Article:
“As long as the roots are not severed, all is well. And all will be well in the garden.”
When a mentally challenged gardener (Peter Sellers) is forced to leave his lifelong home after his guardian’s passing, he is accidentally hit by a car owned by a wealthy woman (Shirley MacLaine) who takes him to her mansion to receive medical help and meet her dying husband (Melvyn Douglas). “Chance” (Sellers) — referred to by the couple as “Chauncey Gardener” — quickly impresses MacLaine and Douglas with his forthright simplicity, and an opportune meeting with the president (Jack Warden) gives him instant fame. What will Chance’s future hold in store for him and the nation?
Genres, Themes, Actors, and Directors:
- Hal Ashby Films
- Intellectually Disabled
- Melvyn Douglas Films
- Mistaken or Hidden Identities
- Peter Sellers Films
- Richard Basehart Films
- Shirley MacLaine Films
Hal Ashby’s adaptation of Jerzy Kosinski’s novel became Peter Sellers’ swan song — his next-to-last film before dying from a heart attack at the age of 54. Thankfully, it’s a fitting and honorable role for Sellers, allowing him to portray a much wiser, less hectic character than usual — someone able to pass his unique gifts along simply by being himself. There’s a surprising amount of humor gleaned from the central premise of Chance being an interpretive slate for whatever people choose to make of his utterings; only his former colleague (Ruth Attaway) knows how “feeble-minded” he really is, and just one other person — Douglas’s doctor (Richard Dysart) — suspects anything. Caleb Deschanel’s cinematography perfectly captures the grandeur of the Rands’ existence in a truly palatial mansion, large enough to house a hospital unit within it. Chance’s chance meeting with MacLaine can easily be seen as a divine — perhaps even Biblical — opportunity to allow Americans to connect in an out-of-the-box way; we may need our own “Chauncey Gardener” right around now to help heal our nation…
Redeeming Qualities and Moments:
- Peter Sellers as Chance
- Shirley MacLaine as Eve Rand
- Melvyn Douglas as Ben Rand
- Caleb Deschanel’s cinematography
Yes, for Sellers’ performance and as an all-around good show.
- Noteworthy Performance(s)
- Oscar Winner or Nominee
(Listed in 1001 Movies You Must See Before You Die)
2 thoughts on “Being There (1979)”
⭐️⭐️⭐️ out of ⭐️⭐️⭐️⭐️
Not seen this since HBO circa 1980-81 but remember it quite well. An interesting idea with a great central performance. Seemed like a minor film at the time and it seems to have sort of fallen by the wayside since.
Good, but not of any great historical or artistic significance so not must see.
A no-brainer must-see, as one of the best films of the ’70s. As per my post in ‘Film Junkie’ (fb):
“Since he’s been around, the thought of dying has been much easier for me.”
‘Being There’: 40 years on, Hal Ashby’s socio-political satire remains as fresh as ever – and it can still just as easily be misunderstood. Or let’s say it can be appreciated on different levels – but, however you interpret it, it’s still a fantasy; more like a fairy tale than its realistic setting lets on. Giving new meaning to ‘idiot savant’, Peter Sellers (in one of his best performances) plays a man who was born into this world and then promptly, completely ignored. He somehow came under the wing of a rich man and developed one skill: taking care of gardens. But the rich man dies, leaving Chance (Sellers) loose in the world. Serendipity thrusts him into the life of a business mogul (deservedly Oscar-winning Melvyn Douglas) and his wife (a subdued Shirley MacLaine). What happens from that point on cements the film as a parable.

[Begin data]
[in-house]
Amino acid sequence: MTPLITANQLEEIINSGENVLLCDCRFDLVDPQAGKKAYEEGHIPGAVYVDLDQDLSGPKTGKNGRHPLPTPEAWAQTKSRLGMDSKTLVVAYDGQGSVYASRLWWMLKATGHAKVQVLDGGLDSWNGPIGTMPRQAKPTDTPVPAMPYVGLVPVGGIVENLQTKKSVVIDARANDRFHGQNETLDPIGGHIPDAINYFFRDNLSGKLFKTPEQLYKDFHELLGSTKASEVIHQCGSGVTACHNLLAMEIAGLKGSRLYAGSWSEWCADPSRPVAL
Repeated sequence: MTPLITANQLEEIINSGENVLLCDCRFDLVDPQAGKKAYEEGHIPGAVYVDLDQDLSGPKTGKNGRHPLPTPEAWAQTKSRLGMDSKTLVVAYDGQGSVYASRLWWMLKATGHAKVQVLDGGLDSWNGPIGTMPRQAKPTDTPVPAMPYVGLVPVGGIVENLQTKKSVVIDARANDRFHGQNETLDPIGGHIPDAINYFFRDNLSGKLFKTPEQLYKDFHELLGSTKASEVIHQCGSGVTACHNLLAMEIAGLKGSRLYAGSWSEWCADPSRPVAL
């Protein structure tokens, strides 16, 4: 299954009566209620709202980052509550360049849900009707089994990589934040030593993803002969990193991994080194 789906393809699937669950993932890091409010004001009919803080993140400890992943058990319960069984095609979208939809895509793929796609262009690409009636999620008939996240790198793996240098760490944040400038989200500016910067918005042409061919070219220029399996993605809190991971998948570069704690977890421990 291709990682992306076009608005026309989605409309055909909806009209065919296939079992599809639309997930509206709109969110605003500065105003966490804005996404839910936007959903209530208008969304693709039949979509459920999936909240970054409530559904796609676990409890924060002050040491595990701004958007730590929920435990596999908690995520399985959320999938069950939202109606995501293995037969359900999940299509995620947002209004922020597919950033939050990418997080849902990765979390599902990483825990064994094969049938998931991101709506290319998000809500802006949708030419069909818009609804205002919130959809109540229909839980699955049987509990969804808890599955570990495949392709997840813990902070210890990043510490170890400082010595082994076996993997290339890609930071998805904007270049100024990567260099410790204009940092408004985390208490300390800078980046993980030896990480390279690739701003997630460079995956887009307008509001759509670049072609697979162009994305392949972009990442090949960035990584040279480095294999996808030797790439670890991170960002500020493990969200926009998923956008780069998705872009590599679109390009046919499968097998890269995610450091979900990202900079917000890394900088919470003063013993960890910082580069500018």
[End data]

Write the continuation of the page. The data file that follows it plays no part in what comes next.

‘BT’ is based on a Polish book plagiarized by Jerzy Kosinski – who is credited with the screenplay. However, Ashby had rejected Kosinski’s submitted script and, instead, turned to a regular collaborator (Robert C. Jones – editor of ‘Shampoo’, co-editor of ‘Bound for Glory’ and ‘The Last Detail’, co-writer of ‘Coming Home’) for the script he ultimately shot. Ashby’s production team chose brown as the dominant color, playing up the film’s garden metaphor.
But, above the rich visuals (including such subtleties as graffiti: “America ain’t shit cause the white man’s got a god complex.”), it’s the film’s text that calls for close attention. A superficial reading of the film would point to all of the characters surrounding Chance as gullible dupes (in spite of their intelligence). That reading doesn’t really work for this kind of fairy tale. But a conduit explanation does. Despite the film’s miraculous final image (which surprises Chance as much as it does the viewers), the gardener is not God. All along, the film has inferred its meaning in its title, by cleverly not starting with the indefinite article “A”.
What I find most powerful about the film (especially now) is its prescient view of where our government would lead (i.e., “The way things are going, they’ll probably legislate the medical profession, as we know it, right out of existence.”). ‘BT’ is not all that overt in its political stance – but, in talking with the President (played by Jack Warden), Douglas’ character could easily be talking to Joe Biden when he warns about the danger of “play[ing] around with temporary measures.”
I find this to be a brilliant film – masterfully directed and with sharp performances across-the-board (I also esp. like almost-unrecognizable Richard Basehart’s lively cameo as a Soviet ambassador).